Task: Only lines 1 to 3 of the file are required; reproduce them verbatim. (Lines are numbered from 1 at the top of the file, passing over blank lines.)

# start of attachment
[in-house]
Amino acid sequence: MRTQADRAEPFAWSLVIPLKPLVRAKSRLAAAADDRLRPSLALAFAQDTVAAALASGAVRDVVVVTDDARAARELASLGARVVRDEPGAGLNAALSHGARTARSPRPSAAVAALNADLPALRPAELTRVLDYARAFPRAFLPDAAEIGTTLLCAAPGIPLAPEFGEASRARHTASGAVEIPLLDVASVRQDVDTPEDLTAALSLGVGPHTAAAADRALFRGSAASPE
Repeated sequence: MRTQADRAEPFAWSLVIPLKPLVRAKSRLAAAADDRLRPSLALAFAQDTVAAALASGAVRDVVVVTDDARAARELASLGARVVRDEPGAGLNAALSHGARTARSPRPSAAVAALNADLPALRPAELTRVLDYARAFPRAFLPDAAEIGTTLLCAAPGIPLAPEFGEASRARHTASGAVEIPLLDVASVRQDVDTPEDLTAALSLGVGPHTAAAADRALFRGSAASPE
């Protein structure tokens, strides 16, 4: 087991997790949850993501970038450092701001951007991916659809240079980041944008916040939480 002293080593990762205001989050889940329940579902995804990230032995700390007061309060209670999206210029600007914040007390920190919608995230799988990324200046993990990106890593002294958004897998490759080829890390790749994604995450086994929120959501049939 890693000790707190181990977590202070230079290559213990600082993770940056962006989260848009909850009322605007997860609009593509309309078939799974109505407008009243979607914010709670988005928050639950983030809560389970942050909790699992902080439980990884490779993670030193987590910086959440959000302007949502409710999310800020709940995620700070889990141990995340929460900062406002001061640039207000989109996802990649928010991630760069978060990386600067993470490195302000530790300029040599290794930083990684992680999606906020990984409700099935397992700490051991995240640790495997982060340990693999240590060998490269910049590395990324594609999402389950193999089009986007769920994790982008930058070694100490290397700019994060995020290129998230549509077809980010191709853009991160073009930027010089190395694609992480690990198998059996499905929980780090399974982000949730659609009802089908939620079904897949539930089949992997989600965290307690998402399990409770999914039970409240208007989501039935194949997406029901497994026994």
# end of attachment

[in-house]
Amino acid sequence: MRTQADRAEPFAWSLVIPLKPLVRAKSRLAAAADDRLRPSLALAFAQDTVAAALASGAVRDVVVVTDDARAARELASLGARVVRDEPGAGLNAALSHGARTARSPRPSAAVAALNADLPALRPAELTRVLDYARAFPRAFLPDAAEIGTTLLCAAPGIPLAPEFGEASRARHTASGAVEIPLLDVASVRQDVDTPEDLTAALSLGVGPHTAAAADRALFRGSAASPE
Repeated sequence: MRTQADRAEPFAWSLVIPLKPLVRAKSRLAAAADDRLRPSLALAFAQDTVAAALASGAVRDVVVVTDDARAARELASLGARVVRDEPGAGLNAALSHGARTARSPRPSAAVAALNADLPALRPAELTRVLDYARAFPRAFLPDAAEIGTTLLCAAPGIPLAPEFGEASRARHTASGAVEIPLLDVASVRQDVDTPEDLTAALSLGVGPHTAAAADRALFRGSAASPE